As early as the 1940s, Congress recognized the variety of delivery systems and that some did not involve an employment relationship between the newspaper publisher and delivery agents. Consequently, Congress created two statutory exceptions from the definition of employment covering newspaper sales arrangements. Sec. 3121(b)(14)(A) states that newspaper delivery services performed by individuals under the age of 18 are not included in the definition of employment. Sec. 3121(b)(14)(B) generally provides that services performed by individuals in and at the time of sale to the ultimate consumer, in which that individual's compensation is determined by retaining the excess of the sales price over the wholesale price, do not constitute employment. The IRS has sought to limit sharply the availability of this latter exception.

The Service has argued that a newspaper publisher sells newspapers prior to their delivery if the publisher solicits sales and collects subscriber payments. Delivery agents, the IRS asserts, merely deliver newspapers. Consequently, the Service analogizes the home delivery agent's services to those performed by a delivery person who delivers merchandise and is compensated on a "piecework piecework, work for which the laborer is paid on the basis of the amount of work done. The system is best adapted to standardized operations in which quantity is preferred to quality. Its advocates maintain that it pays the worker according to his ability. " basis for each package delivered. As a result, the IRS contends the exemption provided by Sec. 3121(b)(14)(B) is not available, since the delivery agent's services are not being provided "at the time of sale."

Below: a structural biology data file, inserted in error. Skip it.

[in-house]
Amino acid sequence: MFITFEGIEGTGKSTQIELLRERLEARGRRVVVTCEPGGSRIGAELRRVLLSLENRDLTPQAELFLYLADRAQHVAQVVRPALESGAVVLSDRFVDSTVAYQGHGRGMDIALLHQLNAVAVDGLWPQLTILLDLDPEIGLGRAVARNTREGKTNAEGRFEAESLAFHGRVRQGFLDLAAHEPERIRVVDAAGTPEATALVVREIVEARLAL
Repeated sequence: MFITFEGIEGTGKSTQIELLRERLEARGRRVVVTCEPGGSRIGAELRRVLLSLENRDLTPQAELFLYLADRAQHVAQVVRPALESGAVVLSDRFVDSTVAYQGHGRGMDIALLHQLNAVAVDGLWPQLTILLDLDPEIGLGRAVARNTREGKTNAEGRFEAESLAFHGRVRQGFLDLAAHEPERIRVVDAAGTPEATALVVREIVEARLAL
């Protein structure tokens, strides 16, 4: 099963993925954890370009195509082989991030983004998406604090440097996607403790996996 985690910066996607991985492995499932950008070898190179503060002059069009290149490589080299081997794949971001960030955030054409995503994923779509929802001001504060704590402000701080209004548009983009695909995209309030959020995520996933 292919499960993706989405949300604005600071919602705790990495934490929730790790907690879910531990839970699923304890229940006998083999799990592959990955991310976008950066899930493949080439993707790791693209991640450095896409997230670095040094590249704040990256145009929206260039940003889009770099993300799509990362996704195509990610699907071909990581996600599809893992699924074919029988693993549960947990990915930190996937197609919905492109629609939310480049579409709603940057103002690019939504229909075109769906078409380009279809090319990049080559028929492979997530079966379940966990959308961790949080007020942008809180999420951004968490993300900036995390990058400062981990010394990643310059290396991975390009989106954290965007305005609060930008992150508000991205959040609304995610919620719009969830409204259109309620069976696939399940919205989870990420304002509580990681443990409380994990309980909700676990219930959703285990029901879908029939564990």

Even if delivery agents cannot use the statutory exceptions, relief may be available under the "common law" definition of independent contractor. In Letter Rulings 9421029 (later revoked by Letter Ruling 9447027) and 9421044, the Service emphasized the following common-law factors in determining whether a delivery agent is an independent contractor. Does the agent:

1. establish the delivery route?

2. establish the time of paper pick-up and delivery?

3. hire, supervise and pay assistants?

4. perform services personally?

5. pay for all papers received, regardless of whether or not the customers pay for them?

6. pay all costs associated with operating a vehicle?

7. charge subscribers an additional delivery fee?

8. assume the risk of realizing a loss?